Secondly, the dictionary definition of engineer ( Dictionary.com [reference.com]) states the following:
    One who is trained or professionally engaged in a branch of engineering.
    One who operates an engine.
    One who skillfully or shrewdly manages an enterprise.

    These definitions aren't the best, so let's go
    • Re:Well... (Score:3, Informative)

      by Coolfish (69926)
      riight. would you let just anyone call themselves a doctor and operate on you? Wouldn't you prefer knowing that in order for them to call themselves Doctor they have met certain requirements? Or what about if you went to court, and your "lawyer" turned out to be a guy who watched Law and Order and thought he could do it?

      Engineering is a PROFESSION. A profession is an industry that is licensed and regulated. A secretary can't call himself a Professional because you don't need to be licensed and regulated to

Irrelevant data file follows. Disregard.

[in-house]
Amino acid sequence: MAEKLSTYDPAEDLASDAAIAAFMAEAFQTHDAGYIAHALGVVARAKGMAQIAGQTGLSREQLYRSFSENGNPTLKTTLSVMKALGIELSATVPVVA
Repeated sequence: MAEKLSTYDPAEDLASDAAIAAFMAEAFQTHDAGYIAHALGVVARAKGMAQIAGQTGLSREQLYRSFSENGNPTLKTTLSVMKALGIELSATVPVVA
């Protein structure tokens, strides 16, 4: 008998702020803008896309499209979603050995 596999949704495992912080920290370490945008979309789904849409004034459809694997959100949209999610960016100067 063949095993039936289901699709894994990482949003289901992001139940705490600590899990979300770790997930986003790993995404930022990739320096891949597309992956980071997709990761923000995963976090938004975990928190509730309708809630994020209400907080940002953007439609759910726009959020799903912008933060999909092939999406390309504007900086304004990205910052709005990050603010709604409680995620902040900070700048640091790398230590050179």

• For me, the definition of being an engineer is all about being a professional and taking responsibility for the work you do. In Canada, engineering is very strongly linked to ethical responsibility.

    A good example of this is the fact that all engineers here wear a symbolic iron ring on their right pinky, supposedly made from the iron of a failed bridge that collapsed due to poor engineering, IIRC. This ring is a constant reminder of the responsibility that engineers have to society, as we all put our lives
  • by megazoid81 (573094) on Sunday March 30, 2003 @03:18PM (#5627479)
    Pessimist: "The glass is half-empty."

    Optimist: "The glass is half-full."

    Engineer: "The glass is twice as big as it needs to be."

    Programmer: "Who cares? Just drink the free beer!"

  • by fremen (33537) on Sunday March 30, 2003 @03:23PM (#5627515)
    The requirements for being a licensed engineer in the state of Texas are pretty crazy. A guide can be found here [state.tx.us]. To summarize:
    • An engineering degree that meets some basic requirements
    • 4-8 years of experience, depending on your degree
    • Detailed log of what you've done for these last 4-8 years
    • Experience under another licensed engineer
    • Five references, three of which must be other licensed engineers
    • Two exams